The sun was just rising and it was the busiest beach I ever saw. I was about an hour’s drive south of Hoi An in Vietnam on an excursion with the photographer Etienne Bossot.
The activity was all about fishermen and their catch. Their boats were lying on the roadstead and the men used basket-shaped tiny boats to bring their catch ashore, where deals were swiftly made with the numerous buyers around. What seemed chaotic was in fact very well structured, rehearsed on thousands and thousands of similar mornings.
Slightly overwhelmed by all impressions and by the speed at which everything happened, I left my shoes somewhere in the middle of it all and tried to follow the action, or parts of it rather, in the water, on the shore, pointing the camera the camera to where the most interesting things seemed to happen.
It wasn’t easy. I never took so many bad photos in such a short period of time ever before, in spite of Etienne’s excellent advice and tips. I seemed always to be just a little too late, or too close, or too far away, or looking in the wrong direction.
And sometimes I forgot for a second that this was a photography excursion and just stood there in awe, admiring all these people who didn’t let themselves be disturbed in the slightest by someone running around with a camera. They had work to do and just got on with it.
“Would you like to stay a little longer or should we go for some breakfast?”, Etienne asked. Stay longer, obviously! In the end we had to move on of course, to breakfast, to visit the market and to stroll through the fishing village but hang on, I need my shoes!
I was relieved to see that they were still exactly where I had left them.
I thought my phone had gone completely mad: within a minute or possibly two I got the following messages: ‘Welcome to Zambia’, ‘Welcome to Angola’, ‘Welcome to Zimbabwe’ and ‘Welcome to Namibia’.
The thing was that I wasn’t in any of these countries – I was in Botswana. In fact I had already been in Botswana for a few days, without any welcoming messages at all from my phone. But now I was in the north, on my way from Chobe National Park near Kasane to Victoria Falls in Zimbabwe.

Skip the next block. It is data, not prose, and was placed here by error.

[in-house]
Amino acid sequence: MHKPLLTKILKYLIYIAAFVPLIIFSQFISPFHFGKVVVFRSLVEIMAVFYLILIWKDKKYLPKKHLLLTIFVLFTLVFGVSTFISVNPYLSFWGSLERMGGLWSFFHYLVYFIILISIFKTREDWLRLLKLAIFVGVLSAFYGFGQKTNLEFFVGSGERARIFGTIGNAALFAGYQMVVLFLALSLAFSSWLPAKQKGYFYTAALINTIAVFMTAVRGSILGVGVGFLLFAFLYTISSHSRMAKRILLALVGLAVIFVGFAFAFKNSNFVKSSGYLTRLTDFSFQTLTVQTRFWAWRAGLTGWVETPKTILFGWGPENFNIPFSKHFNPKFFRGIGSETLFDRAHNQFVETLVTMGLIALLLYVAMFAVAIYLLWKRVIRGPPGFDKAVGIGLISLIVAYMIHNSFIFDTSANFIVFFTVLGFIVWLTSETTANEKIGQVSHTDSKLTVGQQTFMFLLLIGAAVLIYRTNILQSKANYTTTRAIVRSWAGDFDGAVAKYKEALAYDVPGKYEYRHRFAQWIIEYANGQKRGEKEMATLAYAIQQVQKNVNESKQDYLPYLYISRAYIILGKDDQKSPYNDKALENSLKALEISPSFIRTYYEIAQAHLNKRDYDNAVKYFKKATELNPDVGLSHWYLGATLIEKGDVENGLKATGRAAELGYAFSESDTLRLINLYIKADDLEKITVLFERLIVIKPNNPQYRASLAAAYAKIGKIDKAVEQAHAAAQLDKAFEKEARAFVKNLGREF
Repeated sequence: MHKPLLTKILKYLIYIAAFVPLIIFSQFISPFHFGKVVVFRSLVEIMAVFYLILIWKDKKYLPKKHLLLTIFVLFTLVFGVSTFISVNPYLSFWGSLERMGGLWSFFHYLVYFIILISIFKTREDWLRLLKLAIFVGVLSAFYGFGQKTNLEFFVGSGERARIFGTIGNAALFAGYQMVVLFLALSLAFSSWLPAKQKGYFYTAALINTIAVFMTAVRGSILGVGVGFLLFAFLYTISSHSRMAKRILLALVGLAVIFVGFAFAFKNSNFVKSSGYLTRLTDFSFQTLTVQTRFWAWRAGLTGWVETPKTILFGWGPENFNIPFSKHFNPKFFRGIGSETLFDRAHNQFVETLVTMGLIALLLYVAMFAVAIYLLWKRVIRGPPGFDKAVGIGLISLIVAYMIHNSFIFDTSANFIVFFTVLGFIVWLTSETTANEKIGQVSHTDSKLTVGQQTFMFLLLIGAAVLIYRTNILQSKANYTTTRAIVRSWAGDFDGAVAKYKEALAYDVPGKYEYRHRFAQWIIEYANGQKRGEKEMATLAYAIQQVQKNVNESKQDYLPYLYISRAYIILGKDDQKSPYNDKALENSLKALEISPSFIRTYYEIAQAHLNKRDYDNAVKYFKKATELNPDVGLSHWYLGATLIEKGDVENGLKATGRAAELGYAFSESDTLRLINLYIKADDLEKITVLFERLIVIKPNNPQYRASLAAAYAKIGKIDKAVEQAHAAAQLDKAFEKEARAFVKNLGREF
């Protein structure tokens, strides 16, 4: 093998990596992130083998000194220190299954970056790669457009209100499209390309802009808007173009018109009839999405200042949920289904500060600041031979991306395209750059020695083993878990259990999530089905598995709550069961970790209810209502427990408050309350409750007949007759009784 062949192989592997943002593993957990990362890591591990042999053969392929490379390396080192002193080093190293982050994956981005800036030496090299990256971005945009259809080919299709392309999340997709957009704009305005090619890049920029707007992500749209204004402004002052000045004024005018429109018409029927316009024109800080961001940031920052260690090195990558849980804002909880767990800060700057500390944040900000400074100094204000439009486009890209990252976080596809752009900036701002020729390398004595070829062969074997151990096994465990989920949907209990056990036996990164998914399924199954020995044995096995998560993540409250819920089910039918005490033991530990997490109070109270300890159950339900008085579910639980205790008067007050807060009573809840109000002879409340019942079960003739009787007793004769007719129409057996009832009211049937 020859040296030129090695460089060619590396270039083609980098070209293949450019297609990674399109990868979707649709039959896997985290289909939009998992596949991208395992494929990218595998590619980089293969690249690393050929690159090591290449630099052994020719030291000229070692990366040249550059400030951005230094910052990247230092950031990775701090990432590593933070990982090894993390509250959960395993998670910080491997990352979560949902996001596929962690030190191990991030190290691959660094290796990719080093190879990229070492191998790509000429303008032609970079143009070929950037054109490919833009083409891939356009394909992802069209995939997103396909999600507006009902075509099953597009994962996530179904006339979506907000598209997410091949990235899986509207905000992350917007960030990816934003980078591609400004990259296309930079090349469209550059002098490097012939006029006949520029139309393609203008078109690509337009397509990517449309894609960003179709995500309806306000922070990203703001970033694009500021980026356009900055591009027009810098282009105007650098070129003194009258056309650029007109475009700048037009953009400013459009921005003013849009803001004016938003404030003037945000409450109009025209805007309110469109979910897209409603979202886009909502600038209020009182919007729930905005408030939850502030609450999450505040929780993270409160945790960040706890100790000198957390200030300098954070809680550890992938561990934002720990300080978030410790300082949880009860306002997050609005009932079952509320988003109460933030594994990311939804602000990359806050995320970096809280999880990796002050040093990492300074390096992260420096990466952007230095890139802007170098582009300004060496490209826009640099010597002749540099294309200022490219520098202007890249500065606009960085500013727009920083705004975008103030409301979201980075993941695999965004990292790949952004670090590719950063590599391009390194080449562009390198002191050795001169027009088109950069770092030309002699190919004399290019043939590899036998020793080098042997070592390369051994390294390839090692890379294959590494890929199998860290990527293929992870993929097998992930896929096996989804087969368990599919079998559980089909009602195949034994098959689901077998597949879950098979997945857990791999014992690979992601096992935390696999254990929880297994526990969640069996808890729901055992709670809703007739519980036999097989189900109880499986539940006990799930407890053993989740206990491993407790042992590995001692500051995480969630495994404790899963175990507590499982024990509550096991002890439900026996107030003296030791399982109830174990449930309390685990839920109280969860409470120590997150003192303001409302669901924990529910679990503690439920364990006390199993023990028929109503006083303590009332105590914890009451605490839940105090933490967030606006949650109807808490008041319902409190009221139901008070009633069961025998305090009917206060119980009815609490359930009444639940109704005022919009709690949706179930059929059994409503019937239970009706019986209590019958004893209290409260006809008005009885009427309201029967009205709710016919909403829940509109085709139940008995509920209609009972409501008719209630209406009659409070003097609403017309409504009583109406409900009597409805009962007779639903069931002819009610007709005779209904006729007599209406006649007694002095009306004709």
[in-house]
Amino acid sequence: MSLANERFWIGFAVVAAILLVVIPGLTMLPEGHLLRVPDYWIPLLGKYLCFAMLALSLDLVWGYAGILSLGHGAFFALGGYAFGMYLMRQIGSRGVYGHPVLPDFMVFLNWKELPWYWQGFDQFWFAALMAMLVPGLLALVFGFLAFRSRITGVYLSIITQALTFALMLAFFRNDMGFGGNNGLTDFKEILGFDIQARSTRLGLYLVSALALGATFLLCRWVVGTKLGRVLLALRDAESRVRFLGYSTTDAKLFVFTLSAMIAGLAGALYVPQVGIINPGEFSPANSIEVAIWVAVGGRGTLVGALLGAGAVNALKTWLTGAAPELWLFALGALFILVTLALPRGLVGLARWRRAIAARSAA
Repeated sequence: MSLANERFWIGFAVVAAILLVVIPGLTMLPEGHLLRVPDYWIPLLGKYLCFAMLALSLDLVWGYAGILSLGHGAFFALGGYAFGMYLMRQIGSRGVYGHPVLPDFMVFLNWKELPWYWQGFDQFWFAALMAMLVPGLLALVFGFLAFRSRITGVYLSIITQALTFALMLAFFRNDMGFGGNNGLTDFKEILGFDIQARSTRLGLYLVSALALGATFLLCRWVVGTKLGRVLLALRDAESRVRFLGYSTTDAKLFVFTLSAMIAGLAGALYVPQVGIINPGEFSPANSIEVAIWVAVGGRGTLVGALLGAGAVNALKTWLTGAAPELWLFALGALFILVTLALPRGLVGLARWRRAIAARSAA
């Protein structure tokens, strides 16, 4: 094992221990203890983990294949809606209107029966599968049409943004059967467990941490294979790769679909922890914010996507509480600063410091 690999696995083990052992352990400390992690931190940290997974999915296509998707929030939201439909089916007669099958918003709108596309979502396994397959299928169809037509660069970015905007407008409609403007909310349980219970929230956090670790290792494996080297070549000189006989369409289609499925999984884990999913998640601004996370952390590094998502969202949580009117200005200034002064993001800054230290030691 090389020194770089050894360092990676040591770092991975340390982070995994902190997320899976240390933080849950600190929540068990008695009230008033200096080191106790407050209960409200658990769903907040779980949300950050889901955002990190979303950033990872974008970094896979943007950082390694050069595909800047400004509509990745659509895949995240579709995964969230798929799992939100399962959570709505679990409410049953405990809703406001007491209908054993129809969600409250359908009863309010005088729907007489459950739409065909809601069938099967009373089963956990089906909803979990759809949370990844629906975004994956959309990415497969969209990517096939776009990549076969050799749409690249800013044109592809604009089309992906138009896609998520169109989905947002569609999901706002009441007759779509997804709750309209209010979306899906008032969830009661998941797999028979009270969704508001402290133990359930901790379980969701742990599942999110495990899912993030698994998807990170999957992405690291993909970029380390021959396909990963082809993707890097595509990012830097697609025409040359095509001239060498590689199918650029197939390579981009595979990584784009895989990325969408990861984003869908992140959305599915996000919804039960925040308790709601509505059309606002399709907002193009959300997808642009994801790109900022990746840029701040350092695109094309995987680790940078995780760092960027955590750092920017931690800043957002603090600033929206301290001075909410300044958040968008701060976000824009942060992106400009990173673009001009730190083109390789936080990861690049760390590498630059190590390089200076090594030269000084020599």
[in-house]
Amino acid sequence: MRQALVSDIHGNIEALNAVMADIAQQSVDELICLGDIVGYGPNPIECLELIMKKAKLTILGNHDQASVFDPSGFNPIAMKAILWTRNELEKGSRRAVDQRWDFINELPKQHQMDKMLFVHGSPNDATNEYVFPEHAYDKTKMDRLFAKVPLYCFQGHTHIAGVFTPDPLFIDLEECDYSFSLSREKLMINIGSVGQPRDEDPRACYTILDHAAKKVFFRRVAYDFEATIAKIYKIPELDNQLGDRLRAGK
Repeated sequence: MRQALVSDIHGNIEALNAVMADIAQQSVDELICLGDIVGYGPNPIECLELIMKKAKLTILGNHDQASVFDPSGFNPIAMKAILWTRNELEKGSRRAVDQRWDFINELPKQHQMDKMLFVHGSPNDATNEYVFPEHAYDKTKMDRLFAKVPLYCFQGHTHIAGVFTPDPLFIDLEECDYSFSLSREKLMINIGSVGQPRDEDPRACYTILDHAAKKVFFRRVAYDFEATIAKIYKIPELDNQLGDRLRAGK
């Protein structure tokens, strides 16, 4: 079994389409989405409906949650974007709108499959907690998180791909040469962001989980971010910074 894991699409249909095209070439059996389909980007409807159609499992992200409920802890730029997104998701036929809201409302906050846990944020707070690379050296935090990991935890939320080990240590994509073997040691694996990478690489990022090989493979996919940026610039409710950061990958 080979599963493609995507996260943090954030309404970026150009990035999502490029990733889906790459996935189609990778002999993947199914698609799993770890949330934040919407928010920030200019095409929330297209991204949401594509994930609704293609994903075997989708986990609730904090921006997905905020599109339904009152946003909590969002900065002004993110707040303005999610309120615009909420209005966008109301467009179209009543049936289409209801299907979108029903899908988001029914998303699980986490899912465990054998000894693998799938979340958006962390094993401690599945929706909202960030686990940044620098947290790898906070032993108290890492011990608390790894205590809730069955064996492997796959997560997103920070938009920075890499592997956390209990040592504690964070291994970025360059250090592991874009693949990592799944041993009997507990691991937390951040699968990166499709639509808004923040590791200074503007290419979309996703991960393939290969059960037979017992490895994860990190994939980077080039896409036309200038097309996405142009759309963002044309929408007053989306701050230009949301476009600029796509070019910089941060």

A look on the map explains the total network provider confusion: Namibia, Zambia, Zimbabwe and Botswana converge in Kasane, and Angola certainly isn’t far away (but still a bit too far to be welcomed into, in my opinion).
But I was on my way to fulfil a dream. Victoria Falls had been a mythical destination for me since I was a child and now I was on my way there. People talk about bucket lists these days. I don’t like to tick boxes on a list, unless it is a shopping list or similar; I like to have dreams and see some of them come true. What is life without dreams?
And magical it was. And fun, especially the helicopter ride I decided to take.
This was in January, so the water level wasn’t at all at its highest, but oh did I get splashed! Normally I’m terrified of heights, but for some obscure reason here I wasn’t. I stepped out as far as it was allowed to look down at the falling water masses.
On the way back to the lodge in Chobe the same messages were repeated. ‘Welcome to Zambia’, ‘Welcome to Zimbabwe’ (which I had just left), ‘Welcome to Namibia’, ‘Welcome to Angola’. But this time the correct one also appeared: ‘Welcome to Botswana’.
If you drive to southern France from Brussels the most common and shortest route leads you through Luxembourg. If you have the time and want to explore northern France or the Champagne region there are many more options.
Which places spring to mind if you think of Champagne? Reims, Épernay, perhaps Aÿ, maybe if you are a keen champagne drinker some smaller villages such as Verzenay. But how many of you would immediately think of Rouvres-les-Vignes? Or Colombey-les-Deux-Églises? Wait a minute, didn’t I get that wrong? Isn’t that village known just because Charles de Gaulle was born there (and is buried there)? No, I can assure you that you can find interesting champagne indeed in both these villages, and others, in the area, the Côte des Bar, to the east of Troyes in the south-east corner of the Champagne region.
Take small roads to get there and you may find a ladder to heaven your way.
This particular one is to be found in Châtillon-sur-Broué, in the Église Notre-Dame, built in the early 1500s.
There are more quaint villages to visit, more picturesque wooden churches to admire, but maybe you would like to move on, now that you have less than an hour to drive to Rouvres-les-Vignes or Colombey-les-Deux-Églises. If you choose to go to Rouvres, I recommend a stop at Champagne Claude Perrard to discover their produce. Jean-Pierre Perrard explains the philosophy of the small family business with enthusiasm and conviction. And a glass of champagne after a long drive on a warm day tastes just soooo good.